Will China be the first to genetically enhance future generations?
Regulations, funding and public opinion around genetically enhancing future generations vary from country to country. Here's why China may be poised to be the pioneer.
Growing human organs in pigs mean they’re doing our dirty work for us.
We're living longer and more ill lives – could we use animals to grow human organs for transplants?
Aedes aegypti mosquitoes are at the center of Zika virus’ spread.
Look beyond transgenic techniques that add new genes to a species. People have used selective breeding techniques to change plants and animals for millennia – why not try them on mosquitoes?
A patent has far-reaching implications for future research.
U.C. Berkeley and the Broad Institute are fighting to control the patents on the revolutionary gene-editing technology. But there's a lot more at stake than just who gets the credit and licensing fees.
We’re talking about a lot of seeds.
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The concerns about genetically modified foods are well known. But when we look at population and climate projections, what happens if we don't use them to increase our food supply?
Research on how our lifestyles affect our genes raises the possibility of giving your future kids a better start in life before they're even born.
New research suggests how we could prevent genetically modified organisms from surviving - and potentially spreading - in the wild.
A snip here, but not a snip there?
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The International Summit on Human Gene Editing drew a distinction between editing an individual's body cells and editing germline cells that would pass changes to future generations. Does that make sense?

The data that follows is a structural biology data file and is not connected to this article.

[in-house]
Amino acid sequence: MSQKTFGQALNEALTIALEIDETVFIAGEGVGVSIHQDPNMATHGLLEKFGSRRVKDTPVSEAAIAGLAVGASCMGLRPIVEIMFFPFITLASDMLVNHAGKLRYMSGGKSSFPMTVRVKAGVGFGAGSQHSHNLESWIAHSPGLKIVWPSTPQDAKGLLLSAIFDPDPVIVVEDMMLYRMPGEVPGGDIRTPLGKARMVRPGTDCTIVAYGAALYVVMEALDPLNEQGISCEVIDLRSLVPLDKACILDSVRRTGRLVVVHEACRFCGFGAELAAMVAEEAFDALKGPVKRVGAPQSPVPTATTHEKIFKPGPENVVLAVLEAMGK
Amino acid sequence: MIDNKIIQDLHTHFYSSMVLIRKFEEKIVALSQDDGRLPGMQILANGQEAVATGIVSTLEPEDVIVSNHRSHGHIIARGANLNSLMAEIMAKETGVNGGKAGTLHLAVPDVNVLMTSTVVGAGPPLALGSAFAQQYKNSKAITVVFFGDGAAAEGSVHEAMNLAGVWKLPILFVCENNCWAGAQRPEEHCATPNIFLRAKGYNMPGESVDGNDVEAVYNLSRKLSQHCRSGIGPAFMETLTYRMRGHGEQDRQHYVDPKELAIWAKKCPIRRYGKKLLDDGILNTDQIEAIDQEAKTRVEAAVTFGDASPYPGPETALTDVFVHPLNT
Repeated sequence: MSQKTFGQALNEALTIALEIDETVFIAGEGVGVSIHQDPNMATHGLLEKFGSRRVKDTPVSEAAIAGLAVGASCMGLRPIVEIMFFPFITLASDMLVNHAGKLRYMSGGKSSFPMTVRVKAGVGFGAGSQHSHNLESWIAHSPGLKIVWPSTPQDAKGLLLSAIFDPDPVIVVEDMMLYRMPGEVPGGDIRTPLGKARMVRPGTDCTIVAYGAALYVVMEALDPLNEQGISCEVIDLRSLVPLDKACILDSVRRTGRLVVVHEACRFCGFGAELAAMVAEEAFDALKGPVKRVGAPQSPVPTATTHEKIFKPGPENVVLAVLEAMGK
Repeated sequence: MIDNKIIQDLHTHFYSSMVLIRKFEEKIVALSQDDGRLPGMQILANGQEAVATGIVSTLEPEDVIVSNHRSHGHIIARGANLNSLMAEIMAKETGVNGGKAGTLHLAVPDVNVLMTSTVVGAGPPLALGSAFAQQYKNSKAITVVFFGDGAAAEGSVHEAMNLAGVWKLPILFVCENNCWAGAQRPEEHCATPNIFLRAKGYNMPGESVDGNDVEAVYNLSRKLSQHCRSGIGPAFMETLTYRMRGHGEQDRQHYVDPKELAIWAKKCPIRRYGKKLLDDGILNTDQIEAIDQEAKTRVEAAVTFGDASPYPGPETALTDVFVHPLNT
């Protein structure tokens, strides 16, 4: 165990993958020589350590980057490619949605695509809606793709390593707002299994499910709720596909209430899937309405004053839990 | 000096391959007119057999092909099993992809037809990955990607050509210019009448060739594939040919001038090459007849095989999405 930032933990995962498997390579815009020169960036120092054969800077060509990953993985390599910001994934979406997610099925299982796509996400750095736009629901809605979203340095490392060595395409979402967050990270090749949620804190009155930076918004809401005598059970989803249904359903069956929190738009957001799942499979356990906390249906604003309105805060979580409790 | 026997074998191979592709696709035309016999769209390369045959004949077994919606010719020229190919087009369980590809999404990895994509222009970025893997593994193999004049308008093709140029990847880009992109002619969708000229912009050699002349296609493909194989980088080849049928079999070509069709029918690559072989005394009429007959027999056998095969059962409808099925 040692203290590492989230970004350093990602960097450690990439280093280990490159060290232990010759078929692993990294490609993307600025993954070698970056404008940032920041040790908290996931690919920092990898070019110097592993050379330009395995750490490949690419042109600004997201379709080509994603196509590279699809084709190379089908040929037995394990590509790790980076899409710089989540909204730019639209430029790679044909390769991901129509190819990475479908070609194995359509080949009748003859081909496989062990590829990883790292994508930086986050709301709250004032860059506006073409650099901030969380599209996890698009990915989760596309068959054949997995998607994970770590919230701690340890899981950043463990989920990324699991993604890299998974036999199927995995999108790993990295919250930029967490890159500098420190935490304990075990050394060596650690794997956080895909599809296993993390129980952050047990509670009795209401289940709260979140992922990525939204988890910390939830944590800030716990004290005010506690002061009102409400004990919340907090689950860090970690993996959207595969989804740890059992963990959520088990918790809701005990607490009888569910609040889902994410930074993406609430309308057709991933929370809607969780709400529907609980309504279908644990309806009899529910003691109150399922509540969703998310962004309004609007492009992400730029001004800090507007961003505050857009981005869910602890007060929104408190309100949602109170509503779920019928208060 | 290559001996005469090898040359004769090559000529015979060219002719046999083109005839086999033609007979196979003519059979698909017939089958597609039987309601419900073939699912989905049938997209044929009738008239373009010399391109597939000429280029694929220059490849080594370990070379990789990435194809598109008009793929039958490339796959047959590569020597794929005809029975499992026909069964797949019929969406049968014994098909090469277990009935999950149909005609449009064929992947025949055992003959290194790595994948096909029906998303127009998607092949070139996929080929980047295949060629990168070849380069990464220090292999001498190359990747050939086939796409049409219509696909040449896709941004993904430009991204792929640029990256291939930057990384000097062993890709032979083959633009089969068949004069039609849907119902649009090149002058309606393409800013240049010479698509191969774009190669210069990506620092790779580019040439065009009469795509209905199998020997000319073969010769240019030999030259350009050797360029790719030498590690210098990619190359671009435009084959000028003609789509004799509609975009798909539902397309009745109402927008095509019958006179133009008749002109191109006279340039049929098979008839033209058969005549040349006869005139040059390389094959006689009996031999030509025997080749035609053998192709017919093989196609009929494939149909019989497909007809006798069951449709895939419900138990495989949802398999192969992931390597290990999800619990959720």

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As we consider the ethics of human gene editing, we need to understand what can and can't be meaningfully edited.
Future people would be grateful if their disease is cured, rather than being replaced by a different healthier or non-disabled person.
Experts from around the world are in the US to discuss the scientific, ethical and governance issues linked to human gene editing. Here are five reasons they shouldn't ban research in the field.
The real question is not whether gene editing should be allowed or banned, but how it should be regulated.
The debate about regulating gene editing technology is often couched in polar terms, but understanding degrees of regulation that might be a better approach.
Gene editing allows us to eliminate any misspellings, introduce beneficial natural variants, or perhaps cut out or insert new genes.
Should the gathering of experts from around the world that's considering the scientific, ethical, and governance issues linked to research into gene editing ring alarm bells?
Genetic changes to embryos will not only affect the person that embryo becomes but also all their descendants.
While gene editing offers the exciting potential for disease therapies, using it on human embryos opens up a can of worms.
New genetic technology could change the DNA of entire species to prevent them from spreading diseases.
The red Cas9 nuclease protein uses a blue guide RNA sequence to cut yellow DNA at a complementary site.
CRISPR-Cas9 via www.shutterstock.com
Until more is understood, it's sensible to limit experimentation that would make changes to germ line cells that would be passed on to future generations.
A powerful new genetic engineering technique allows scientists to precisely cut out and replace DNA in genes.
Jennifer Doudna/University of California Berkeley
Leading researchers have called for a ban on using a precise gene-editing technology on humans. How can CRISPR advance science and why is it raising concerns?
CRISPR-Cas systems provide a new way to target pathogenic bacteria, without some of antibiotics’ downsides.
CRISPR-CAS9 image via www.shutterstock.com.
A naturally-occurring system discovered in bacteria holds promise as a way to fight pathogens – very specifically and without the risk of antibiotic resistance.